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Suppose I have a gambling strategy that gives me the odds of winning the casino (regretfully, this does not exist). I have a 51% chance of winning on each bet. How many bets should I place to give me a 99% chance of winning in the casino?

The bets are independent. Every bet size is the same at USD1. A winning bet wins USD1. A losing bet loses USD1. The win amount is the same as the loss amount.

Some formula would be helpful.

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ConMan's answer concerns the probability that you win at least once out of n attempts. If winning as in 'winning more than losing' is what is of interest, you would need the binomial distribution, see https://math.stackexchange.com/questions/439281/probability-of-an-event-happening-n-or-more-times

For P(k>n/2) >= 0.99, n would have to be 1030 or higher. See this little script in R:

winProb     <- 0
n           <- 0
successRate <- 0.51
while(winProb <= 0.99){
  winProb <- 0
  n       <- n+1 
  for(k in c((floor(n/2)+1):n)){
    winProb <- winProb + choose(n, k)*successRate^k*(1-successRate)^(n-k)
  }
}
print(n)
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  • $\begingroup$ Thanks and upvoted. I think your answer is more logical. ConMan's answer of only 7 bets seems too small. $\endgroup$ – curious Nov 23 '16 at 15:47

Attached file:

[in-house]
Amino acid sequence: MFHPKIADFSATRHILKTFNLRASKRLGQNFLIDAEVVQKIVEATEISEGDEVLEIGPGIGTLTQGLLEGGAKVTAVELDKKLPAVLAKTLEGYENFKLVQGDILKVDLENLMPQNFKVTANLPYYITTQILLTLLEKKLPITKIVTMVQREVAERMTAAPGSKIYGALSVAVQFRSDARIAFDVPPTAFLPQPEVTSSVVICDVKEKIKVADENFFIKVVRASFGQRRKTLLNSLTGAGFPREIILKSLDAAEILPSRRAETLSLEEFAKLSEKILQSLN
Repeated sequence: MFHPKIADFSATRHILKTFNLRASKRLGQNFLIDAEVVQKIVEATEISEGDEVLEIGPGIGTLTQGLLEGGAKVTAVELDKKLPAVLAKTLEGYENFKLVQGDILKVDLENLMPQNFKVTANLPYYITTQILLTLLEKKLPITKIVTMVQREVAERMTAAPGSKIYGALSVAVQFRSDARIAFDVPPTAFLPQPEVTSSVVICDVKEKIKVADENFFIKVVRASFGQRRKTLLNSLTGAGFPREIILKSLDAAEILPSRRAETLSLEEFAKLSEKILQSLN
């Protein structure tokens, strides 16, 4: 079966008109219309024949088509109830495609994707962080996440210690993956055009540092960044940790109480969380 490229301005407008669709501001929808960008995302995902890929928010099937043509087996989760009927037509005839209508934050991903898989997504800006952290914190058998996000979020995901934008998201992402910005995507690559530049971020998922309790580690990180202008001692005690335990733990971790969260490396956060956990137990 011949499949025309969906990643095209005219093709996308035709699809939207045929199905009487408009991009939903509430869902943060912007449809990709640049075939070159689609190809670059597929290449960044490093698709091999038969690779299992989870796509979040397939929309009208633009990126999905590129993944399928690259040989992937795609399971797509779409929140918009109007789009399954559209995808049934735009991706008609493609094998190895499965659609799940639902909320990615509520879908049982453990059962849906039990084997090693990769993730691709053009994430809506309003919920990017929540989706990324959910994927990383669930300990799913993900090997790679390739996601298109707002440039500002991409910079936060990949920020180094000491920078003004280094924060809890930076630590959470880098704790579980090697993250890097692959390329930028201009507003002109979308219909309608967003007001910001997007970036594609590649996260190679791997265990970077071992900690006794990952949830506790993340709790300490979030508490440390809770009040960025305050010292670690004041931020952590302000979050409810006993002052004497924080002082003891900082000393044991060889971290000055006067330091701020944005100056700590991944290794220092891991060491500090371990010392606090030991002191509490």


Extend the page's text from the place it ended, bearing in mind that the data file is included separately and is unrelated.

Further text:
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    $\begingroup$ May I ask why is binomial distribution used? Why not some other distribution like the more popular normal distribution? $\endgroup$ – curious Nov 23 '16 at 15:51
  • $\begingroup$ Just want to point out that the previous answer is correct and answers a perfectly valid way of reading your question, just a different one than you are interested in, apparently. :-) $\endgroup$ – k-di-b Nov 23 '16 at 16:08
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    $\begingroup$ Ah, that was meant to be a line break - sorry, I am new here. As for why the binomial distribution, well, that is what it does. It models the number of occurrences in binary situations given the number of trials and the probability of the occurrence. A normal distribution can be used in many situations, but in this case is a rather poor approximation, so it will give you a rather poorly approximated answer. $\endgroup$ – k-di-b Nov 23 '16 at 16:15
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The probability that a single bet doesn't win is $0.49$. Assuming the bets are independent, then the probability that $n$ bets all don't win is $0.49 \times 0.49 \times \ldots \times 0.49 = (0.49)^n$. You want to know what $n$ is when that probability is only $1 - 0.99 = 0.01$, i.e. you want to know when $(0.49)^n \leq 0.01$, which occurs when $n \leq \frac{\log 0.01}{\log 0.49} \approx 6.456$, so you need at least 7 bets.

Of course, that doesn't let you know how much you'll win, or have to pay, but you were asking just about the probabilities.

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  • $\begingroup$ Thanks and upvoted. I am surprised only 7 bets is required. This is good news. $\endgroup$ – curious Nov 23 '16 at 5:51

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